3. Customers send you checks and you didn’t know they owed you anything.  Or vice-versa, they owe you money and you don’t know they do, which is much worse.  You should have a system that shows you at a glance which customers you’ve sent invoices to, when the invoice is due, and who hasn’t paid yet.
  4. You want to buy a piece of equipment, but don’t know if you can afford the payments or not.  In a proper accounting system, you know at a glance how much money you have available, and you know from month to month how much profit you’re earning.  If you consistently make a profit of at least $3000 each month, you know you can afford a payment of $400 a month, for example.
  5. You have a great opportunity that falls into your lap – a company wants you to clean out all 30 of their rental homes, and they want a proposal now.  Do you know what your costs are so that you can give them a price that earns you enough to cover costs plus overhead plus profit margin?

Those are just 5 signals that your accounting system is not serving you properly.

If you want your small business to grow and prosper, you need to do more than just deposit the checks and pay the bills.  You should track due dates for your receivables and payables.  You should monitor your income, expenses, and profit each month or quarter, depending on the size of your business.  You should keep track of your direct costs and overhead rate.  And you should price your products or services to cover those costs and your profit.

If your accounting system is not helping you with these things, you need to find a better system or outsource your accounting.

If you’d like help in either area, I can help.  Send me an email or give me a call.  I can help you find a system that fits your needs and gives you the information you need to run a profitable business.


Using a Premium Trust Account

In an Insurance Agency, you should be using a Premium Trust Account to hold all your customer premium payments.  These should not be deposited into your normal agency checking account.

This is one reason why accounting for insurance agencies is different than normal accounting procedures for, say, a retail firm.  In a retail organization, customer payments are deposited directly into the normal business checking account, and those payments are considered income.  But insurance agency accounting requires that customer payments be held in trust. And only the commission earned on the premium payment is income.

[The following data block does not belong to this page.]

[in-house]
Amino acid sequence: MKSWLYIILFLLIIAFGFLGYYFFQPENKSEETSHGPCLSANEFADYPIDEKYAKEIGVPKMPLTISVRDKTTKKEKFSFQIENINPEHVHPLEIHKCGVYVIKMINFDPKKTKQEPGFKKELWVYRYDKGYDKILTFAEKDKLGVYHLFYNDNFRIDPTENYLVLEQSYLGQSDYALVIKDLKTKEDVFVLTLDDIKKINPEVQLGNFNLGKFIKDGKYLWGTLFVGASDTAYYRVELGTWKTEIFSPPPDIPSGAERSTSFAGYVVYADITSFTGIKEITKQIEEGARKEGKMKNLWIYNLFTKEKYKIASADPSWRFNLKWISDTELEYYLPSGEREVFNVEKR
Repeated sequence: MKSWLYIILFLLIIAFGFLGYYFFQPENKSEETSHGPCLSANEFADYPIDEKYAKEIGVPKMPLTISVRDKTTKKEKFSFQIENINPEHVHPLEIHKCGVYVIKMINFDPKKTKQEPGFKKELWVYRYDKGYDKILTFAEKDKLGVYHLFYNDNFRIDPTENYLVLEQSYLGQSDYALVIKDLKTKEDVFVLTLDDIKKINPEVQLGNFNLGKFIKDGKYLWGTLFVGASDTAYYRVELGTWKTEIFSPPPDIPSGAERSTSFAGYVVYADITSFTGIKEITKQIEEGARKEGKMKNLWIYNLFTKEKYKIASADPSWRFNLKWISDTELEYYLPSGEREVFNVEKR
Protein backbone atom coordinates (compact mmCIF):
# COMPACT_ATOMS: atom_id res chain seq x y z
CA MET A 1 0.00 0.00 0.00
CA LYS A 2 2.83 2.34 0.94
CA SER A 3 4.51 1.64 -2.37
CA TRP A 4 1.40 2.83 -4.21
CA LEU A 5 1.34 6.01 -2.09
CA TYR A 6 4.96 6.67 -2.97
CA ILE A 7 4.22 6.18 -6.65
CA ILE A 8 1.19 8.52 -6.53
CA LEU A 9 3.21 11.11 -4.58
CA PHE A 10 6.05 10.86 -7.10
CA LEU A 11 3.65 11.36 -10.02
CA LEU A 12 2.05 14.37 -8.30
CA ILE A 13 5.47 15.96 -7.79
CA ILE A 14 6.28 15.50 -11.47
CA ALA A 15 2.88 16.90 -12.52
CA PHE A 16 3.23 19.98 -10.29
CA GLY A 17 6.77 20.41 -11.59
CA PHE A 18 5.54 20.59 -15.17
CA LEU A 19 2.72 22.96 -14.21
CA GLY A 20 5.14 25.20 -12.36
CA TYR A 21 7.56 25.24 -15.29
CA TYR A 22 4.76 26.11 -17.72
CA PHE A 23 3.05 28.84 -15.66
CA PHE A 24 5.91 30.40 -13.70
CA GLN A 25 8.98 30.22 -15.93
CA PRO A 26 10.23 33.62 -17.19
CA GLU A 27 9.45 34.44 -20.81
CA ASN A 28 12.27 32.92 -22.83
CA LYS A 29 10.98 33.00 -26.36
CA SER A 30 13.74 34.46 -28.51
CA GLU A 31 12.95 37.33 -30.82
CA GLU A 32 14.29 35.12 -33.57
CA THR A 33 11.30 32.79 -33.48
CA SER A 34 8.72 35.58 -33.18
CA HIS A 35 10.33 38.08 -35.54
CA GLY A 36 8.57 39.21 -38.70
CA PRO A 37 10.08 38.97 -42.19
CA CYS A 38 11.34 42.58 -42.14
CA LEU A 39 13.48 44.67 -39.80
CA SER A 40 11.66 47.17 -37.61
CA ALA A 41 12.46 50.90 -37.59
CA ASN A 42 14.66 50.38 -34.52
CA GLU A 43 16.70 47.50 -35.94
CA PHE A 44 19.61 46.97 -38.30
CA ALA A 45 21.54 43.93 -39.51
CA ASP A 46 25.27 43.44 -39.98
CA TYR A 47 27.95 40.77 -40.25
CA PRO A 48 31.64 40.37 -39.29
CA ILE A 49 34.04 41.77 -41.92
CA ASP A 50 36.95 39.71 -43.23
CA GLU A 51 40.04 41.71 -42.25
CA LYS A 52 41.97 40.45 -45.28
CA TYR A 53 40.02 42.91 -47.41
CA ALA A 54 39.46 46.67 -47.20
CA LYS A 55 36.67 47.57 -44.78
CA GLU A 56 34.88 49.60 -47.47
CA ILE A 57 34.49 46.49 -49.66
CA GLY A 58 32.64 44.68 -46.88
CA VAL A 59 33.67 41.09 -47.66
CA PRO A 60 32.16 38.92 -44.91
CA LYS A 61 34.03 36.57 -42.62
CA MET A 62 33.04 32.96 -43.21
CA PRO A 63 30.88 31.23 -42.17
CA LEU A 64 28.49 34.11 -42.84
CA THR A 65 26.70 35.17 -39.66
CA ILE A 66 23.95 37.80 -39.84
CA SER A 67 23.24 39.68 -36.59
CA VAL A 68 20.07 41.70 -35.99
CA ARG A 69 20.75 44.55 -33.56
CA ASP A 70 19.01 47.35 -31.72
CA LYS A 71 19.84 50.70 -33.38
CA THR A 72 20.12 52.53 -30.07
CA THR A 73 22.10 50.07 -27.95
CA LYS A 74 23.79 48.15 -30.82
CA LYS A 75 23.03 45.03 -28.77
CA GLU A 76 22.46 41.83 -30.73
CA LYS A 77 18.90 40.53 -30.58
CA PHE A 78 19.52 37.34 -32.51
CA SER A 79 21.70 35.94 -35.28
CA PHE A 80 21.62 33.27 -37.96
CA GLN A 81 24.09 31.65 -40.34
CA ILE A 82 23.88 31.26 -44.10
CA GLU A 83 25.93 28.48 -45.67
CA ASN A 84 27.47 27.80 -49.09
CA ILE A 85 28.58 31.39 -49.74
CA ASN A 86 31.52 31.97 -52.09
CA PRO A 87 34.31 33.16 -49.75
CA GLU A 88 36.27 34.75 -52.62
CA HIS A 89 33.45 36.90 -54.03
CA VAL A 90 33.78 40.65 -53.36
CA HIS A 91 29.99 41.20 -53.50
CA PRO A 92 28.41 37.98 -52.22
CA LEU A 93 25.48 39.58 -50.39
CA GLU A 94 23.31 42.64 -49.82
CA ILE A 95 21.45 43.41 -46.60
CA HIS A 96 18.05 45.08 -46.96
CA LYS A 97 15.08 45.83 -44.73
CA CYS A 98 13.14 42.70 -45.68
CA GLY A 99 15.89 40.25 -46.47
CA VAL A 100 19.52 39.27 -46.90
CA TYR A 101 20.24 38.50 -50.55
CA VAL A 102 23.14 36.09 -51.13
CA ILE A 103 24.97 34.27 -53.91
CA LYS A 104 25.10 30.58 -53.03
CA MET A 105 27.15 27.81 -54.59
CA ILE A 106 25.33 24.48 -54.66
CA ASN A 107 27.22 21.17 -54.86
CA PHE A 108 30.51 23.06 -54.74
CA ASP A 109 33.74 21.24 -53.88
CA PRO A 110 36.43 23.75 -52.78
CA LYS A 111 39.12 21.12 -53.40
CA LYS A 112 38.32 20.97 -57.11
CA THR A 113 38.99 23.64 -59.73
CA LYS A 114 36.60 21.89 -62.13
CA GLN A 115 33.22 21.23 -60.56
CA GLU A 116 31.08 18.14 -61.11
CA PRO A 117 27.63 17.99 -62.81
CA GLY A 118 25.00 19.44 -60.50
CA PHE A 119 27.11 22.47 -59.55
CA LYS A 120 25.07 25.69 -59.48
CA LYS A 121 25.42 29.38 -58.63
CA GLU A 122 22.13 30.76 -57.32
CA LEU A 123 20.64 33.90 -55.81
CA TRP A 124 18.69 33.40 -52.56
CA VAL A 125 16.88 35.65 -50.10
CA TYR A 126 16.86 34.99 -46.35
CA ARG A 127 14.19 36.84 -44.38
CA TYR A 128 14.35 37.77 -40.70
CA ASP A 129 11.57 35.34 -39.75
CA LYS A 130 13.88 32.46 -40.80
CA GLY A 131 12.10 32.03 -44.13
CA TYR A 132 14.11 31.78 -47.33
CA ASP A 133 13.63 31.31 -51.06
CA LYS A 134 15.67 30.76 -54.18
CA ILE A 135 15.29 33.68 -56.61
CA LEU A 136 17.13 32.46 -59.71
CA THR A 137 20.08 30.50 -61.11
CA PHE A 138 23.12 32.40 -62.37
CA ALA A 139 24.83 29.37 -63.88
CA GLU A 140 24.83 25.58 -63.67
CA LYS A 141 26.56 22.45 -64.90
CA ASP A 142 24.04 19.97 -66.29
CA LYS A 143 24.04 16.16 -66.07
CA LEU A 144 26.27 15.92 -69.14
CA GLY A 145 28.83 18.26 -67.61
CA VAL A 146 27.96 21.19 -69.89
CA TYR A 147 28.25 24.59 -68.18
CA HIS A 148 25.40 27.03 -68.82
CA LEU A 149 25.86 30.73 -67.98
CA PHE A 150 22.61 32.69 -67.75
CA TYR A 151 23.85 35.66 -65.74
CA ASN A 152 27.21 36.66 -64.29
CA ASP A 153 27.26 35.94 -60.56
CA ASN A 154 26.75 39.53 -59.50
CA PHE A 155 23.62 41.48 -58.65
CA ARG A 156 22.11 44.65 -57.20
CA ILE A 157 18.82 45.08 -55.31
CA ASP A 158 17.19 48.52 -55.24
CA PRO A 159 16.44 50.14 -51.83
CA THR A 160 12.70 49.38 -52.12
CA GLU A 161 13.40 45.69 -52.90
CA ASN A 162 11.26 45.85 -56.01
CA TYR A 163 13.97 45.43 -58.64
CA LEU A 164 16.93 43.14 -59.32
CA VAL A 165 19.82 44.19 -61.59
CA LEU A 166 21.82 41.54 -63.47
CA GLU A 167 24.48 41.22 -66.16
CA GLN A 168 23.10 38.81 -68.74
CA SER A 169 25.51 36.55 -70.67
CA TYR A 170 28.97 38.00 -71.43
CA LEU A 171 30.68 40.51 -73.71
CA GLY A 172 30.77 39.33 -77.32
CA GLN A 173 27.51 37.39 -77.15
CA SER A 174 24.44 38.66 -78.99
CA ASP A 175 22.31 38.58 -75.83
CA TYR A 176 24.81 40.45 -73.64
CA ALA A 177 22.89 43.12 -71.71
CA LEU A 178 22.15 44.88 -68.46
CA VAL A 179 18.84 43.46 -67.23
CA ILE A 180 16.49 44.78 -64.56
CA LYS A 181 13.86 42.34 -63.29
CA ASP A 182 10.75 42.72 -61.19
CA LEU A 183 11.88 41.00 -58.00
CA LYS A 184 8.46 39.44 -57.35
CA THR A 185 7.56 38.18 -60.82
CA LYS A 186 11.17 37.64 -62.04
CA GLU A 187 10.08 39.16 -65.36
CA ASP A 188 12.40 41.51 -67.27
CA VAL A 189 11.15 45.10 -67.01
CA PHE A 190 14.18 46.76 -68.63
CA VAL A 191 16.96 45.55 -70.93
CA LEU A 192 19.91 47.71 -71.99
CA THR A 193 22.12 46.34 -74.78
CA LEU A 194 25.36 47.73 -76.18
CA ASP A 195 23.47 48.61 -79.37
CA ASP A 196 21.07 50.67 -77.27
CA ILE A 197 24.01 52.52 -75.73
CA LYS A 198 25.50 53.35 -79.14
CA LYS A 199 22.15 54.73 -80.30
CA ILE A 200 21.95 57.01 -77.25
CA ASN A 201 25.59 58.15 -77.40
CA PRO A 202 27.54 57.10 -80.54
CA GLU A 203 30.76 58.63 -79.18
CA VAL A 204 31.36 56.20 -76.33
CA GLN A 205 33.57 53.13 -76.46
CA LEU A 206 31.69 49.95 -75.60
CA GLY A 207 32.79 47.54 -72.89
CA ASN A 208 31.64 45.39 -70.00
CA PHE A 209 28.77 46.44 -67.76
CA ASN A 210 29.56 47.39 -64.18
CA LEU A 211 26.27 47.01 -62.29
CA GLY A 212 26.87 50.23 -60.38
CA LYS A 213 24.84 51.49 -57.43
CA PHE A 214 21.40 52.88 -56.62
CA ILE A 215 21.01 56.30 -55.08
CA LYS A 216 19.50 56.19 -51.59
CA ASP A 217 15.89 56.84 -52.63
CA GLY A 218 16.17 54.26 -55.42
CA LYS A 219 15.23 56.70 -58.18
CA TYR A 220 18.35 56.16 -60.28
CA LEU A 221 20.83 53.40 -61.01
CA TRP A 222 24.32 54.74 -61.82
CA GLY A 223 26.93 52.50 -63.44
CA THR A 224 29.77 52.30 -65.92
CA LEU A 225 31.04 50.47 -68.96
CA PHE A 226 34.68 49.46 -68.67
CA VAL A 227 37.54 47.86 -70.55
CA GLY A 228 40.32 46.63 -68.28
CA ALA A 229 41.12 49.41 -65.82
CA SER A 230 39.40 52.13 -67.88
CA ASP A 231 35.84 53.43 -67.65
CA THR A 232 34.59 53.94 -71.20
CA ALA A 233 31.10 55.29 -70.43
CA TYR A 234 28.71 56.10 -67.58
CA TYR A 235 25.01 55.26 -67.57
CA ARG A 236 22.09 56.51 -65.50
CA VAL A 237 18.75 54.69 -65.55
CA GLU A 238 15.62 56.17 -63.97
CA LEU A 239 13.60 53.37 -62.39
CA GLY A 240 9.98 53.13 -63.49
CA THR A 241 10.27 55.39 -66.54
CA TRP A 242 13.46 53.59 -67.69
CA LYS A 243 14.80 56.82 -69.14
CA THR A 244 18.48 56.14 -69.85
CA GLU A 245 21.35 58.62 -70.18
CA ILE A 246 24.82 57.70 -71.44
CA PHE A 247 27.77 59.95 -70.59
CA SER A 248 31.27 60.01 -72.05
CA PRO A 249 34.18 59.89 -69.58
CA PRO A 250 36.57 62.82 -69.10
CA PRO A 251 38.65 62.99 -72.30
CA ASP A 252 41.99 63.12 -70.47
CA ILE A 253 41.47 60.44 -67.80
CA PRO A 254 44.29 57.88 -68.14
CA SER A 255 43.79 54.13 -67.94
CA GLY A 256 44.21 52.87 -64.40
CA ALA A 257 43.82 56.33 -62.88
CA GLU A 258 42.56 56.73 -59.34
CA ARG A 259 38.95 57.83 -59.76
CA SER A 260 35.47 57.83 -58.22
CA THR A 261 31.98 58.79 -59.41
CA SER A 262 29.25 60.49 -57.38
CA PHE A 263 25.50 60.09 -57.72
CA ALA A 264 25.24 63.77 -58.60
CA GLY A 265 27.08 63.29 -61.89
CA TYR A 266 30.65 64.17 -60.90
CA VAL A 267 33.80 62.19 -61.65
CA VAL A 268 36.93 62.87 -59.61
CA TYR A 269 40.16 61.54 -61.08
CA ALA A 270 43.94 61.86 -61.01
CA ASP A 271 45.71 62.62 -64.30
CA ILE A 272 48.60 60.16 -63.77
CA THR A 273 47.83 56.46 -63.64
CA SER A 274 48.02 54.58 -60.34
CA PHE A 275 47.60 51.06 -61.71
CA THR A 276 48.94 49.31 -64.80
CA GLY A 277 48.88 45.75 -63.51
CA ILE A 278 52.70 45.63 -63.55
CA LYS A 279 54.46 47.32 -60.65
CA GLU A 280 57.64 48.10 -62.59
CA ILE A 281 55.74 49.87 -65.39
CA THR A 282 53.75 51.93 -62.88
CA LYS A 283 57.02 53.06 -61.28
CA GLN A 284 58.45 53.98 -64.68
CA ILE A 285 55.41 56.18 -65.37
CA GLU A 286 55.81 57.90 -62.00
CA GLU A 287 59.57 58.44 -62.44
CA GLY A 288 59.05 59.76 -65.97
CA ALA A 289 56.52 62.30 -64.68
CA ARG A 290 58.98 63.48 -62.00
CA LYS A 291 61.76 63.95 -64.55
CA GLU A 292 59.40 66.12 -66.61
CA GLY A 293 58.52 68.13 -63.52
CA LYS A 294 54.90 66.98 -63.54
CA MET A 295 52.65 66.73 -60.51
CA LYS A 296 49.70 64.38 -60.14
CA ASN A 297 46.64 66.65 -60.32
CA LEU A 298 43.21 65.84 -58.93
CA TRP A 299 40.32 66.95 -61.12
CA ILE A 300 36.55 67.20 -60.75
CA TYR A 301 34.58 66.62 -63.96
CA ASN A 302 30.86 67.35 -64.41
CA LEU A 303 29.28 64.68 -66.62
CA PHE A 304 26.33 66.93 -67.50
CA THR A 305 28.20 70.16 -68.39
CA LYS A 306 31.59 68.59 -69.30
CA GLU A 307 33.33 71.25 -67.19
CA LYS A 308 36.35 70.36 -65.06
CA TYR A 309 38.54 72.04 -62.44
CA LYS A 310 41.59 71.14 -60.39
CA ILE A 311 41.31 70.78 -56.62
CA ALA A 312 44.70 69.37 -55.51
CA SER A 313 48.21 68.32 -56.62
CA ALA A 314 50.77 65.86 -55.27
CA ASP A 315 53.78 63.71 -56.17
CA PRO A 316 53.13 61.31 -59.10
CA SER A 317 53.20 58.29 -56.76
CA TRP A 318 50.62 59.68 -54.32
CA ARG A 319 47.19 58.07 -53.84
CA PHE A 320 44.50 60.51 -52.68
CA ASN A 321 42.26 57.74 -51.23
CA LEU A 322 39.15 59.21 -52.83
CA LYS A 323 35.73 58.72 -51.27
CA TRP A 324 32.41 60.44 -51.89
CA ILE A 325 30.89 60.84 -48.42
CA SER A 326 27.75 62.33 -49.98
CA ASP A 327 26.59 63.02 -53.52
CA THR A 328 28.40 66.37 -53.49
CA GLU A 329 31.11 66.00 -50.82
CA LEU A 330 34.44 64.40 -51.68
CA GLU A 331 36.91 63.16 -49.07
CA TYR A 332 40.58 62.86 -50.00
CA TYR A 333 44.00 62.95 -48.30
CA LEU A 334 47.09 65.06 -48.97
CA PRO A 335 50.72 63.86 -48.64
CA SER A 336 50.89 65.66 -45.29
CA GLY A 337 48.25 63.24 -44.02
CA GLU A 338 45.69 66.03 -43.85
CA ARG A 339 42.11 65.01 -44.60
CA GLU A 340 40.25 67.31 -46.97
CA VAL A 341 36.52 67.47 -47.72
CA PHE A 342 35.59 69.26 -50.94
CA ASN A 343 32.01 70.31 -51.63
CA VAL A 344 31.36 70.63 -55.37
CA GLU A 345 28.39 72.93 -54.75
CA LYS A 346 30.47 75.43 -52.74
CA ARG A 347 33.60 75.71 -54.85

There are two types of billing in insurance accounting – direct bill and agency bill.

Direct bill is when the insurance carrier directly bills the customer.  The customer then pays the carrier, and you the insurance agent receive your commission after the carrier gets paid from the client.

Agency bill means you the insurance agent invoice the customer, who then pays you, then you pay the carrier for the premium less your commission amount.  For example, if Specialty Brokerage sends you a premium invoice for a customer of $100 at 10% commission, here’s what you would do.

1. Invoice the customer for $100 premium.

2. Deposit the customer’s $100 check into your Premium Trust Account.

3. Send a check from your Trust account to Specialty Brokerage for $90 ($100 less 10% commission).

4. Transfer $10 commission from your Trust account to your regular checking account.


If you’re using an insurance agency software, like TAM (The Agency Manager) for instance, the journal entries for using the Trust Account are automatically posted for you.  You then have reports at your disposal like the Premium Trust Report, which lists all the client transactions that affect what must be kept in the account.

If you’re using QuickBooks, for instance, you will have to work around this.  You would have to invoice the customer for the whole premium.  Remember, you don’t want the customer to see the commission amount that you earn. So you’ll have to do separate journal entries to properly account for the receivable and the commission amount.